Three departures

I’ll inevitably miss some important stuff this week, but I wanted to quickly acknowledge the passing of three interesting figures who all made their presence felt in the world of movies and who’ve all left us in the last day or so.

* Zelda Rubinstein is best known as the diminutive character actress who appeared in all three “Poltergeist” films in the 1980s as well as numerous other productions and was also known as an activist on behalf of AIDS sufferers and little people.

Poltergeist-movie-08

* Left radical historian Howard Zinn often rubbed me the wrong way in his articles but that can be a valuable service to a reader, too. In any case, there was no denying his provocative intelligence or his appeal to the  leftish masses and his status as a genuine hero to innumerable activists. His most famous book, A People’s History of the United States — which I would admit to having not read yet, except I could have my progressive ID card revoked for the omission — was referred to as a great book in Matt Damon and Ben Affleck’s Oscar winning screenplay for “Good Will Hunting.” Ironically, Zinn, a World War II bombadier and afterwards something close to a pacifist, detested Damon’s next film, “Saving Private Ryan.”

* Last but definitely not least in terms of cultural impact, the most famous of all literary recluses and the creator of the biggest movie hater in history of letters, J.D. Salinger, has passed on. Holden Caulfield may have hated Hollywood and his creator may have shielded him from adaptations, but, my God, how many of the cinema’s best known young male leads have a bit of HC in them? The Hollywood Reporter obituary I linked to mentions “Rebel Without a Cause” and “The Graduate,” but it goes far beyond that. It’s kind of hard to even imagine, say, Wes Anderson’s first two films if The Catcher in the Rye had never existed.

The final irony of course, is that, without Salinger’s passing, we may finally see adaptions of “Catcher,” notes Dylan Stableford. And, what about all those books Salinger reportedly wrote but never published? Hollywood’s hunger for new properties from literary big names should never be underestimated.

  

You can follow us on Twitter @moviebuffs and on Facebook as well.

Related Posts

Dude, Where’s My Oscar? Bullz-Eye revisits recent Academy Award “mistakes”

Dude, Where's My Oscar?

There are times when we swear that “Entertainment Weekly” has either bugged our office or is tapping into our conference calls. Numerous pieces of ours wind up on their pages at almost the exact same time, be it a list of the best sequels, cinematic stoners, or our long-gestating piece on the Bullz-Eye Fantasy Band Draft, which will drop later this year. They’ve even named their hot/not meter “The Bullseye.” Hmmm.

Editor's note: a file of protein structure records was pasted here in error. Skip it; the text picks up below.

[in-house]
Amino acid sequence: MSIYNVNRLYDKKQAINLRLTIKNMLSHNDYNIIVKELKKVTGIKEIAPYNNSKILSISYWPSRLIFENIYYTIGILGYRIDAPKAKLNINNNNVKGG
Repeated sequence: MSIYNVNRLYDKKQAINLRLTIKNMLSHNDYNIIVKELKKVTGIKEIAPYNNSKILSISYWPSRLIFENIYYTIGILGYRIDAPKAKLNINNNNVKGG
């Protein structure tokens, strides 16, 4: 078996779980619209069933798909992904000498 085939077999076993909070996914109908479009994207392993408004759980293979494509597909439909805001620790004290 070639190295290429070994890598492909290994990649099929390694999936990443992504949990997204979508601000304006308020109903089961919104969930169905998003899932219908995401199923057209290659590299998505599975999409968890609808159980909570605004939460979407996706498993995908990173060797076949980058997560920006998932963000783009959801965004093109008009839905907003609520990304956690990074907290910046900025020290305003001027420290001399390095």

And sure enough, they scooped us once again, when they put the top awards from various Academy Awards results to a new vote, to see how the current Academy would fix the previous generation’s “mistakes.” We’ve been throwing that idea around for over a year, and just when we begin to put pen to paper: boom! — they beat us to the punch. We’re not at all surprised that they saw the appeal in such a topic; every year there is at least one head-scratching moment, one that usually owes more to awarding a long-overdue actor for their overall body of work than for the performance at hand (ahem, Al Pacino, “Scent of a Woman”). Enter Bullz-Eye, Mighty Mouse-style, to save the day and make sure justice is served. We’ve examined recent Academy Award winners and their competitors, and we found a few, um, irregularities. Revisionist history begins now.

Oscar Snubs

Elaine Benes summed up our feelings for “The English Patient” as well as anyone. Actually, that’s a tad unfair; we didn’t think “Patient” was awful, just long and, in the end, anti-climactic. Without Juliette Binoche carrying her co-stars from start to finish (her Oscar, unlike this one, was well deserved), we wonder if “Patient” would have received half the praise that it did. Then there’s “Fargo,” which featured invaluable contributions from its leads, the supporting cast, and even the characters who were only in a scene or two (Marge Gunderson’s Japanese high school classmate had us in tears). It’s funny, shocking, coy, and best of all, normal, an expertly crafted movie all the way around. Guess the Academy wasn’t quite ready for the Coen brothers yet.

Oscar Snubs

To be fair, this one isn’t a staff pick; it’s mine and mine alone. My colleague Jason Zingale loved “Crash,” as did most people. I, however, loathed it like no movie I’ve seen since “Shrek.” The manner in which people would instantly spew the most hateful, ignorant nonsense in scene after scene was just unbearable, and I wanted to throttle Sandra Bullock’s ridiculously underwritten shrew of a character. Granted, “Brokeback Mountain” is not a perfect movie by any stretch, but I’ll take it over “Crash” any day of the week and twice on Sunday for the sheer fact that it didn’t try to beat me into a coma about what a racist pig I am. Fuck you, Paul Haggis.

Click here to read the rest of Dude, Where’s My Oscar? Bullz-Eye revisits recent Academy Award “mistakes”

  

Related Posts